Encuentros seeks new Ibero-American voices

When Nicole Guillemet and Diana Sanchez founded the Encuentros Program in 2003, it was based on a simple idea: “I wanted to create a place where Spanish and Latin American filmmakers could meet and network,” Sanchez says. “I saw how successful Cinemart at the Rotterdam Festival was, and I realized that we obviously needed something similar.”

Six years later, the vibrant Encuentros program has become a key event, giving emerging Ibero-American filmmakers the opportunity to present projects to U.S. and international industry professionals. But while it’s grown rapidly in popularity, the program has also never lost sight of its initial goal and focus.

“We showcase just nine projects each year, so it’s not too big and too crazy,” notes Madrid-based Sanchez, who also programs Toronto’s Latin American films. “I travel all over the world — and spent four months in South America alone last year — looking for great projects.”

The result? An eclectic lineup that includes projects from Spain, Brazil, Colombia, Argentina, Costa Rica, Chile and the U.S.

“Agua y sal” (Water and Salt) “is about doppelgangers,” says Argentinean director Alejo Taube, while Spanish director Rafa Cortes calls his “Dakota Dream” “an absurd comedy, sometimes light, sometimes dark and sometimes surrealistic.”

“We even have two animated features, which is a first,” Sanchez notes.

“Nacidos bajo el fuego” (Born Under Fire) grew out of Colombian director Jairo Eduardo Carrillo’s 2003 short animated documentary “Little Voices,” while American Richard Goldgewicht’s “Pablo” uses animation, comic art, motion graphics and narration by Jeff Bridges.

Successful alumni include Bogota-based filmmaker Andi Baiz, who brought his script for “Satanas” to Encuentros in ’06.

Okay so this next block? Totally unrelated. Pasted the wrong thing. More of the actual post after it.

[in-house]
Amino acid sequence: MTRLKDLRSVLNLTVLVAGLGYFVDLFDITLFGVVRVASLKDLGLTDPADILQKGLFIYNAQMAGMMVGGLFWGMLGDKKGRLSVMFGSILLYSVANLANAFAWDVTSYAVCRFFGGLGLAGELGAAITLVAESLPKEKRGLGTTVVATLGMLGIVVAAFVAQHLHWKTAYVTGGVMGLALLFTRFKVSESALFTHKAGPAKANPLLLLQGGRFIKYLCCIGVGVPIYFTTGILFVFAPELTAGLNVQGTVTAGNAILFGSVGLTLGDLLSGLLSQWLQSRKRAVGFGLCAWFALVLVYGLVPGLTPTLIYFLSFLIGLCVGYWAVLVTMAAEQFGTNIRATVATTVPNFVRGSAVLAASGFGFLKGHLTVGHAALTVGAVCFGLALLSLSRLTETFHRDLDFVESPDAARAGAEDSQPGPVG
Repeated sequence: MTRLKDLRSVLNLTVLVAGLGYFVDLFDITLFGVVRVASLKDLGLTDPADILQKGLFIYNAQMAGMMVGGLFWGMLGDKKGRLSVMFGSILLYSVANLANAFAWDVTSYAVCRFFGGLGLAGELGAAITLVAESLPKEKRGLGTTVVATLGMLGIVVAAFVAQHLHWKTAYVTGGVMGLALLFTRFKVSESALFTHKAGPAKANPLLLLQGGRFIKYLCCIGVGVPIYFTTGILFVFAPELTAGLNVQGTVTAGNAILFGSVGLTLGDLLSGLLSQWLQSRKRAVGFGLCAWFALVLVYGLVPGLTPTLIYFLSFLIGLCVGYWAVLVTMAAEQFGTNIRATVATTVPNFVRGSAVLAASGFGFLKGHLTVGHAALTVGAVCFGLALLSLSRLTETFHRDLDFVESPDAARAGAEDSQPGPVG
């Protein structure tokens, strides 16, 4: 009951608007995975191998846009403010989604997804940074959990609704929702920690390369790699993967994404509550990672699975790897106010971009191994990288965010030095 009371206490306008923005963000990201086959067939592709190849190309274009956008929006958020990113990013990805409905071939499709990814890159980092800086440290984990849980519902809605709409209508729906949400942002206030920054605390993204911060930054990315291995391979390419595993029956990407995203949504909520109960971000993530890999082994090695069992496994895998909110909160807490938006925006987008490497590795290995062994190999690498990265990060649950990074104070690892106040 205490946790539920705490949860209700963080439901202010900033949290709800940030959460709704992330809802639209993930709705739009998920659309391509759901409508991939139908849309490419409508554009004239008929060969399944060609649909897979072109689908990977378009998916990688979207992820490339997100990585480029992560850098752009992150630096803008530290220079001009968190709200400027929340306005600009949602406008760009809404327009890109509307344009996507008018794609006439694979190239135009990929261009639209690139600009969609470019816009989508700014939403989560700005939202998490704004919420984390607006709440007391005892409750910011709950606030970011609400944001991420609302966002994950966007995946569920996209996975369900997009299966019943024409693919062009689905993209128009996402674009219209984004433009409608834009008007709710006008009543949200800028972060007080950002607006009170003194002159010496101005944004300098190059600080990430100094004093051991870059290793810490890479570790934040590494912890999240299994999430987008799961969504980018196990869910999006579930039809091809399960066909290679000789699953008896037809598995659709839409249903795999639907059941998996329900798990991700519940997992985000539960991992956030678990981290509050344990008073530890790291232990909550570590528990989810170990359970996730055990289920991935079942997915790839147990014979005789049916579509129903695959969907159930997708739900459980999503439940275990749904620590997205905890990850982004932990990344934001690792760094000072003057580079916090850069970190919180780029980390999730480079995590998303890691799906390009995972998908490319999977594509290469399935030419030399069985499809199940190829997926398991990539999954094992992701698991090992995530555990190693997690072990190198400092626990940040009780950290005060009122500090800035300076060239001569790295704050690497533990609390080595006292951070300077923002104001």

“It was very helpful as we met producers and distributors who gave us great advice on the U.S. market,” he recalls.

Baiz then went off to shoot the film, bringing the result to MIFF last year.

“All the networking also really helped grow Dynamo Capital, our company,” adds Baiz, who’s currently in L.A. casting his next project, “Babylon,” an English-language indie set in Jamaica.

Chilean director Gonzalo Justiniano is also returning to the festival with the world premiere of his new film, “Lokas,” “a humorous look at intolerance in macho Latin society,” he says. “I took 10 minutes of the unfinished film to Encuentros last year, did a lot of meetings. Three were so important as they got us the financing to finish it, and other contacts helped us actually make the film.”

Justiniano sold the U.S. and French rights to London-based Lucky Monkey Prods. while at Encuentros. “Then we signed contracts at Cannes.”

And last year Colombian director Carlos Moreno and producer Diego Ramirez showed a two-minute trailer of their project “Perro come perro” (Dog Eat Dog), getting “great feedback and advice, which really helped us as we were in the middle of editing,” Ramirez reports. “We then took our finished film to Sundance ’08, got a great reception and sold it to (French company) Celluloid Dreams. Now we’re in the main competition at Miami.”

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